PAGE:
Monday, September 21, 2009

The DOJ Does Not Like the Google Book Settlement Agreement

The United States has weighed in on the Google book settlement. The comments came this past Friday, but not from the Copyright Office. Rather, the Department of Justice and U.S. Attorney for New York filed a statement raising considerable caution to aspects of the proposed settlement. The comments provide substantial grist for the mill in considering the impact of a privately negotiated settlement on the public, on future authors, on unrepresented rights owners, and as a replacement for the deliberative mechanics of Congress.

The U.S. does not like the book settlement for reasons internal to the function of a class action proceeding, and for external reasons relating to the anti-trust and copyright laws. In considering the class action implications, the DOJ observes that this type of settlement is different than the typical class action settlement that seeks to settle historical claims defined in the plaintiff's complaint. By contrast, the primary thrust of the Google settlement relates to future conduct, future claims and future authors. Indeed, the effect of the settlement on future authors and publishers is significant.

The DOJ further notes that none of the class representatives come from key, discrete sub-classes that are impacted by the settlement: authors and owners of orphan works and foreign rights owners. Indeed, the DOJ points out that the settlement creates a conflict in treatment between non-orphan works and orphan works, not only in terms of the obligation to opt out in the future but also in terms of royalty distribution. As to foreign rights owners, not only is this entire subclass not represented in the class plaintiffs, but settlement treatment of foreign works may be in conflict with U.S. treaty obligations and with internal laws of foreign states.

The DOJ's comments relating to the effect on foreign rights owners mirrors much of the criticism filed by foreign governments (primarily France and Germany) and foreign rights owners (several foreign publishers have filed objections). Here, the DOJ points out that the significant impact on foreign rights owners, coupled with the absence of any foreign representation in the representative class, requires a robust notice to foreign rights owners together with a longer opt out period. To underscore this point, some foreign comments criticize the lack of foreign language translation of both the notice and the settlement agreement, implicating the effectiveness of the present notice.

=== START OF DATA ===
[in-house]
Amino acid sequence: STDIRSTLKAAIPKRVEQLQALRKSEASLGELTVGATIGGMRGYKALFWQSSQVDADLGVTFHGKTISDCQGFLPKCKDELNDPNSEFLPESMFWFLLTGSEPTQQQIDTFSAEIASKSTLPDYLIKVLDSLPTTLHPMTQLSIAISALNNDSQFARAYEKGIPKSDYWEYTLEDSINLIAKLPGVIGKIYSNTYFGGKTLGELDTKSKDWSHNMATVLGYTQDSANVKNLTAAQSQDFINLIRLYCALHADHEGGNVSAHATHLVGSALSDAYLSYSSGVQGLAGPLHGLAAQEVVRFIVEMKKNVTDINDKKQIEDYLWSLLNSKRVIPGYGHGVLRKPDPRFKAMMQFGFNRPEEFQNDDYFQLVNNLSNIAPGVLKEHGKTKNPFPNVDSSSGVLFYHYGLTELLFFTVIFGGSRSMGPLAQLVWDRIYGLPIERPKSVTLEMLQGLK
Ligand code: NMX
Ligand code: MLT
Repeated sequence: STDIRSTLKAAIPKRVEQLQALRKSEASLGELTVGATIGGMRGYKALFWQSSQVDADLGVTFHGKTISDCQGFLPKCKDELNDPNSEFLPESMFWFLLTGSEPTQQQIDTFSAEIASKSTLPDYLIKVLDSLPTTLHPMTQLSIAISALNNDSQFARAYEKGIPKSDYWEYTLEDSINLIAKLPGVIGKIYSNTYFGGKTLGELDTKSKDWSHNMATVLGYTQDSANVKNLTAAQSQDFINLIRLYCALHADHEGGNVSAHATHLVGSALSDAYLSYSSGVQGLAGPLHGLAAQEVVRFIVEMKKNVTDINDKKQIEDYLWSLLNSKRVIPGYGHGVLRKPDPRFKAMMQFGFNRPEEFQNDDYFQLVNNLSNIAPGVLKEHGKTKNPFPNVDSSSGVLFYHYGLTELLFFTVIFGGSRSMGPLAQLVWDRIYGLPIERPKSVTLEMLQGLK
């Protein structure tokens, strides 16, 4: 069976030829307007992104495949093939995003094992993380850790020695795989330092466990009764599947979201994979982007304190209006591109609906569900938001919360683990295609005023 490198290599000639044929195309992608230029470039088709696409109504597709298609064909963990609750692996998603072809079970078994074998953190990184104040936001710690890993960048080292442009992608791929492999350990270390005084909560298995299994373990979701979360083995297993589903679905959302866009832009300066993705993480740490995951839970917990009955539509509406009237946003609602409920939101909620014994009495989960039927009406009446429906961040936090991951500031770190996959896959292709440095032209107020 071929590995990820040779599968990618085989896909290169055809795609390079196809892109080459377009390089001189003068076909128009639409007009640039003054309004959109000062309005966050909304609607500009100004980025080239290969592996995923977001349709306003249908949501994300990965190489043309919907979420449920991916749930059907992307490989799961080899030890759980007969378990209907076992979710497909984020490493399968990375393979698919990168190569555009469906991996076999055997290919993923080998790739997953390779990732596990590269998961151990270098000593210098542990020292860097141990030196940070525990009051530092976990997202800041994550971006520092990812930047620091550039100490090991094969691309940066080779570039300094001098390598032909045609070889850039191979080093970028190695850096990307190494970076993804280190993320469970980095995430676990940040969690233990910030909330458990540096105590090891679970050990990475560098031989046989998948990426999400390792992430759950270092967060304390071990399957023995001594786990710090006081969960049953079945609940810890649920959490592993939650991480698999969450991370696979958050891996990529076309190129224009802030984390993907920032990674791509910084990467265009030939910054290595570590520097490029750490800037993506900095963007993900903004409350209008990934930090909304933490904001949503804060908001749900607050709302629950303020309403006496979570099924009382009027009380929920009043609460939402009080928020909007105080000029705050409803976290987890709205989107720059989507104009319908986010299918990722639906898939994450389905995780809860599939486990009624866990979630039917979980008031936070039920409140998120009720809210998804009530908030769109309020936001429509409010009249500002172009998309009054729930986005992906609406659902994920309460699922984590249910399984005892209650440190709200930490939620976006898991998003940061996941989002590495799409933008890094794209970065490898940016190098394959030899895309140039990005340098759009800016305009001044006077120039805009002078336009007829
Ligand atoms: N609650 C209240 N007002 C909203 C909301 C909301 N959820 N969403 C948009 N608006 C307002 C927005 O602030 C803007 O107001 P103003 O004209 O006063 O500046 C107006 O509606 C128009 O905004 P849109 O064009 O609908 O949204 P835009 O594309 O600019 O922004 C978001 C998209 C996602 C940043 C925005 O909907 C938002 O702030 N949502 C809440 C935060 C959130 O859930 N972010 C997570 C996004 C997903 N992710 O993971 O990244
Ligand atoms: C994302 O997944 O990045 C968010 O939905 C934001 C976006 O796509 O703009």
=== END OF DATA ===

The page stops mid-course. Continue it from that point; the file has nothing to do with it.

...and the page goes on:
The DOJ observes that the settlement flips traditional copyright concepts into an opt out regime for both present and future rights owners, a concept at odds with traditional exclusive rights principles under copyright law. The Register of Copyright has already observed in a statement to Congress that the "infringe first and ask questions later" structure of the settlement is at odds with 220 years of U.S. copyright legal history.

Finally, the DOJ addresses the antitrust thrust of the settlement. On this score, the DOJ points out that it is still examining the antitrust issues and no final decisions have yet been made. But at present it offers the following observations:

1. The settlement appears to violate the Sherman Act by constituting an agreement between the private parties as to wholesale distribution terms of present and future copyright work.

2. The settlement appears to restrict retail price competition, including the existence of an apparent floor below which retail price competition may not exist.

3. The settlement appears to give publishers the ability to control the future price of orphan works, including the pricing knowledge of a competitive product.

The DOJ points out repeatedly that the parties to the settlement agreement appear willing to re-open negotiations over key terms, and the DOJ expresses its willingness to participate so as to provide a public voice in addressing these numerous troubling issues. In its present form, the DOJ advocates rejection of the settlement agreement, coupled with efforts to recraft a regimen that may become the legal foundation for all digital rights distribution.

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